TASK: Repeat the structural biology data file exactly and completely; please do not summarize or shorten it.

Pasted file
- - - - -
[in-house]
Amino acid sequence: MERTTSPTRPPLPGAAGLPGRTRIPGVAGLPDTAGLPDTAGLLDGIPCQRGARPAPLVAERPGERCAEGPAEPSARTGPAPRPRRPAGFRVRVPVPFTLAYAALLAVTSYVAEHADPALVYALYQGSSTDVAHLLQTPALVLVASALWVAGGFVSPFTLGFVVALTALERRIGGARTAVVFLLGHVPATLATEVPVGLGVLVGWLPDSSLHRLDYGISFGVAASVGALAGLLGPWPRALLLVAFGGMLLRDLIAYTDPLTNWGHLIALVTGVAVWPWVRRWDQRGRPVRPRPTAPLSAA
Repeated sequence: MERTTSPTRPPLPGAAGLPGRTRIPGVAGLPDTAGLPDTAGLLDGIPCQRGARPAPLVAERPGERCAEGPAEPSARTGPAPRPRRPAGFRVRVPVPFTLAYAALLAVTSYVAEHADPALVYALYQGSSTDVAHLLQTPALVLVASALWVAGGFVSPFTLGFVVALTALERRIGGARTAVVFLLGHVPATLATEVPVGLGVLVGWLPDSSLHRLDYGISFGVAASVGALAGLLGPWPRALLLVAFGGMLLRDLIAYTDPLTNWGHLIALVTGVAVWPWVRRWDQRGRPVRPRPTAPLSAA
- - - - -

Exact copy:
[in-house]
Amino acid sequence: MERTTSPTRPPLPGAAGLPGRTRIPGVAGLPDTAGLPDTAGLLDGIPCQRGARPAPLVAERPGERCAEGPAEPSARTGPAPRPRRPAGFRVRVPVPFTLAYAALLAVTSYVAEHADPALVYALYQGSSTDVAHLLQTPALVLVASALWVAGGFVSPFTLGFVVALTALERRIGGARTAVVFLLGHVPATLATEVPVGLGVLVGWLPDSSLHRLDYGISFGVAASVGALAGLLGPWPRALLLVAFGGMLLRDLIAYTDPLTNWGHLIALVTGVAVWPWVRRWDQRGRPVRPRPTAPLSAA
Repeated sequence: MERTTSPTRPPLPGAAGLPGRTRIPGVAGLPDTAGLPDTAGLLDGIPCQRGARPAPLVAERPGERCAEGPAEPSARTGPAPRPRRPAGFRVRVPVPFTLAYAALLAVTSYVAEHADPALVYALYQGSSTDVAHLLQTPALVLVASALWVAGGFVSPFTLGFVVALTALERRIGGARTAVVFLLGHVPATLATEVPVGLGVLVGWLPDSSLHRLDYGISFGVAASVGALAGLLGPWPRALLLVAFGGMLLRDLIAYTDPLTNWGHLIALVTGVAVWPWVRRWDQRGRPVRPRPTAPLSAA